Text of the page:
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Category Archives: Vegetation Management

Vegetation Management

ANALYZING THE VEGETATION PROBLEM: Getting the Most Out of Collected Data Through Advanced Analytics

As a utility, vegetation management is of the utmost importance – for ensuring transmission and distribution reliability and complying with complex North American Electric Reliability Corporation (NERC) regulations for minimum vegetation clearance distance and facility ratings. Utilities now rely on advanced remote sensing technologies to survey transmission infrastructure, then use the data collected to show compliance.

 

While utilities may rely on basic analytical tools to deliver the required NERC compliance data, they may not take full advantage of the valuable data being collected. In this article, we’ll explain
how utilities can go beyond basic descriptive analytics, using both prescriptive and predictive analytics to transform massive data sets into real-time, actionable information critical to ensuring reliability across the electric grid. And, we’ll share examples of how utilities are leveraging advanced analytics to drive greater efficiency and cost savings across their organization.

 

GOING BEYOND DATA COLLECTION

Utility vegetation management practitioners rely on a wealth of information to both optimize and streamline decision making related to budgetary needs, schedule prioritization and risk management. In our previous article, “Advanced Survey Technologies Deliver Clear View of Geologic Hazards” (ET issue Third Quarter 2016 Volume 29, No.3), we described the various technologies – such as multispectral, hyperspectral and thermal imaging as well as LiDAR – used for remote data sensing and shared how they are leveraged in applications to assess tree health, forest inventory, soil composition analysis and asset inventory.

 

Raw data collected using these technologies is prohibitively large regardless of the source. A single LiDAR collection covering a 35- mile transmission circuit can result in files exceeding 100 gigabytes. Add in corresponding imagery and the data size easily doubles or triples. This data alone – or combined with other sources – often leads to a perceived “data overload,” leaving utilities overwhelmed and unsure how the information can be used in the most effective manner. Remotely sensed data is a powerful information source that requires specialized skills and techniques to exploit its inherent advantages. Ultimately, utilities will employ advanced analytics solutions to leverage any quantity or type of remote sensing data – as well as data that comes from other sources – to extract the specific business intelligence they require.

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Vegetation Management

Advanced Survey Technologies Deliver Clear View of Geologic Hazards

Electric utilities commonly use trained foresters, traversing thousands of miles, to manually identify vegetation or other geographic hazards posing risks to transmission infrastructure. For one utility in the Western United States, the challenging terrain and accuracy limitations of laser range finders used to visually identify at-risk trees resulted in 1,424 trees assessed as requiring maintenance, potentially costing $200,000.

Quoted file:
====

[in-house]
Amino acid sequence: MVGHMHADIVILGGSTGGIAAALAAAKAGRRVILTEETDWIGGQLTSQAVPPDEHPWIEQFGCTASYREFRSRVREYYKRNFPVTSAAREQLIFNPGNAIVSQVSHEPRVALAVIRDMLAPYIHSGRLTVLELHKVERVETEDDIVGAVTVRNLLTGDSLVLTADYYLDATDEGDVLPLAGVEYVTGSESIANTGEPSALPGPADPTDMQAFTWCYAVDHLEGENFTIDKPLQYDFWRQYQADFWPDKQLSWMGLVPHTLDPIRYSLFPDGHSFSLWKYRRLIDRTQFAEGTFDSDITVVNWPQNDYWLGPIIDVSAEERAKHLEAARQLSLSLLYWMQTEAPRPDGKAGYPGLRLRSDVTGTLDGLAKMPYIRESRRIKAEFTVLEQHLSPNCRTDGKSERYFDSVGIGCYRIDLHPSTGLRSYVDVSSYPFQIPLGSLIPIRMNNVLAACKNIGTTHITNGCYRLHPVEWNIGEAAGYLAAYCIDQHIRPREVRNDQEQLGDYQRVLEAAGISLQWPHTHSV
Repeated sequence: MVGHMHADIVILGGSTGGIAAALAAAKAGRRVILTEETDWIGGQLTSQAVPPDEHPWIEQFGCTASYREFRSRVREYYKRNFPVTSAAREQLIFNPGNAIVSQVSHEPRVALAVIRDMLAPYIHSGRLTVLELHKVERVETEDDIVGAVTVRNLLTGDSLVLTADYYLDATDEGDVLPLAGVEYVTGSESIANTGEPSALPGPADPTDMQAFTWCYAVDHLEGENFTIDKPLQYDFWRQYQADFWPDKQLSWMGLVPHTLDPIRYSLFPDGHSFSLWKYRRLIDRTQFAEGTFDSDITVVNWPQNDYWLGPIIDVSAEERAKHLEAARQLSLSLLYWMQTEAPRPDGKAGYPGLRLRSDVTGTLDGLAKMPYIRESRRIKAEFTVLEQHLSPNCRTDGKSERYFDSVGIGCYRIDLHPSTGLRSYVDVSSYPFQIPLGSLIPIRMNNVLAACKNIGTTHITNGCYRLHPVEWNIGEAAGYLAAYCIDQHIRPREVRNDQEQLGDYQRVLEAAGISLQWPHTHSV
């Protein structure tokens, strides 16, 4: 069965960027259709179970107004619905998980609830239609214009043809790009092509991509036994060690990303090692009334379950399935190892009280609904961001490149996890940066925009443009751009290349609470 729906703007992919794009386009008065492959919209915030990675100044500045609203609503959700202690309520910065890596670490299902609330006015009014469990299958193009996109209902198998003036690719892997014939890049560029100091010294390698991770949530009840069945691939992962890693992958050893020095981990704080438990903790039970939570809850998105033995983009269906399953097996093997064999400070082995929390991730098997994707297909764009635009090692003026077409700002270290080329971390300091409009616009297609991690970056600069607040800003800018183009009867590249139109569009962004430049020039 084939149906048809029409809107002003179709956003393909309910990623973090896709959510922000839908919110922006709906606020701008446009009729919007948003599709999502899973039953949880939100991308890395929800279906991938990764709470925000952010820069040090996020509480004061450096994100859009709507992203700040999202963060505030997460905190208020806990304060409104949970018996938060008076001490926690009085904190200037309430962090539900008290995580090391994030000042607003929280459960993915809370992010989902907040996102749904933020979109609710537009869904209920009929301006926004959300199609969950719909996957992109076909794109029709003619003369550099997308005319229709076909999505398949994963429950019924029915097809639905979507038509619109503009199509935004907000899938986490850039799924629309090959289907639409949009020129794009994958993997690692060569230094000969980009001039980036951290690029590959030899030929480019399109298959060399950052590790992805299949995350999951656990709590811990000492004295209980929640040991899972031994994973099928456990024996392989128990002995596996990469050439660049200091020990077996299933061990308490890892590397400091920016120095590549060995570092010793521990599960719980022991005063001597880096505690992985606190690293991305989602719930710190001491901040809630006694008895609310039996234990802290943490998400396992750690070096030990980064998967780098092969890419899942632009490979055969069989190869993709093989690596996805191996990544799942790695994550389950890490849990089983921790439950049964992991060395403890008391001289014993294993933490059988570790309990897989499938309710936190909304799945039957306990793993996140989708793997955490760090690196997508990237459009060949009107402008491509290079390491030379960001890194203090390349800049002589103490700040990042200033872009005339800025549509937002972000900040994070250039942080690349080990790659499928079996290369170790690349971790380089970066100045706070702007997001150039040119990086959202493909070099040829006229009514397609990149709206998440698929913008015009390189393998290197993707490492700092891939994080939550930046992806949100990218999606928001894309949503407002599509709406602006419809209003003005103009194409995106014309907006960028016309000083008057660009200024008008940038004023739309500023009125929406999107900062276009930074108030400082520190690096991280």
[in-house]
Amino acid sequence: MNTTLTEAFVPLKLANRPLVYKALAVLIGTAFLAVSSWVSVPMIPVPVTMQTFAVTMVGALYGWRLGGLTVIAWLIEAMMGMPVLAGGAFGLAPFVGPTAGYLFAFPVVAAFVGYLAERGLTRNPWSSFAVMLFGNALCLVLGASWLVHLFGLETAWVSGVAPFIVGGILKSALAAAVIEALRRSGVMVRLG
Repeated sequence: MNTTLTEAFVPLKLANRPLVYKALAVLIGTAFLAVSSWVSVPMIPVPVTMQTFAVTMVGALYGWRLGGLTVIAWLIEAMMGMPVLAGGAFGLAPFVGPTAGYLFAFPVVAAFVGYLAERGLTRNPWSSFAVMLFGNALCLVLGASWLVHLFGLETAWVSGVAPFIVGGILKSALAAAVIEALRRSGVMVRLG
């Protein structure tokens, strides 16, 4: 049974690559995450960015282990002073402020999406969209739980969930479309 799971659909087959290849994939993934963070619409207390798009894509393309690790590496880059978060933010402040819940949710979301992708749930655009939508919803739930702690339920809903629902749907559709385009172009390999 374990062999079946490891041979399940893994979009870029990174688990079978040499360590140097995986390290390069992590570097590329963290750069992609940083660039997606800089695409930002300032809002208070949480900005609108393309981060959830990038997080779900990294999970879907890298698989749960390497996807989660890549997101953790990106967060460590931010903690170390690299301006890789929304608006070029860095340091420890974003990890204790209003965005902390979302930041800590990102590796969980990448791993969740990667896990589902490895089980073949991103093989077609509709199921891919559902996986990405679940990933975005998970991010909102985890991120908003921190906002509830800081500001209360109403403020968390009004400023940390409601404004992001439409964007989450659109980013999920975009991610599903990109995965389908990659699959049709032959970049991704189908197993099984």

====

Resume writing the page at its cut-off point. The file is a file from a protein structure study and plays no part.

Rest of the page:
Months later, surveying the same assets using high-resolution LiDAR (Light Detection and Ranging) on fixed wing aircraft, the utility determined only 35 trees needed management, including 17 trees not originally identified in the forester’s survey. Ultimately the use of new technology saved the utility more than $150,000 in maintenance fees.
 

LiDAR and other improvements in geological hazard mapping are proven to reduce maintenance costs, minimize outage risks, improve safety of field workers and deliver greater shareholder value.
  Read more

Vegetation Management

Scheduling Vegetation Maintenance Activities

How to adopt best practices to improve reliability and reduce costs

BY PHILIP CHARLTON, Utility Arborist Association

Electric utilities have always faced the challenge of determining the optimum frequency of maintenance operations for the control of trees and brush growing near the electric system. Utilities must balance the cost of maintenance with the cost and impact of avoiding or deferring action. Read more

Vegetation Management

Vegetation Management on Transmission Lines

Using LiDAR technologies to enhance operations

BY PHILIP CHARLTON, Utility Arborist Association

In March 2014, utility vegetation managers from throughout North America gathered in Fort Worth, Texas to share their experience with the use of LiDAR (light detection and ranging) remote sensing technologies in the management of vegetation growing in and around their utility infrastructure. The managers that participated had over 700 years of combined experience in the electric utility industry. Read more

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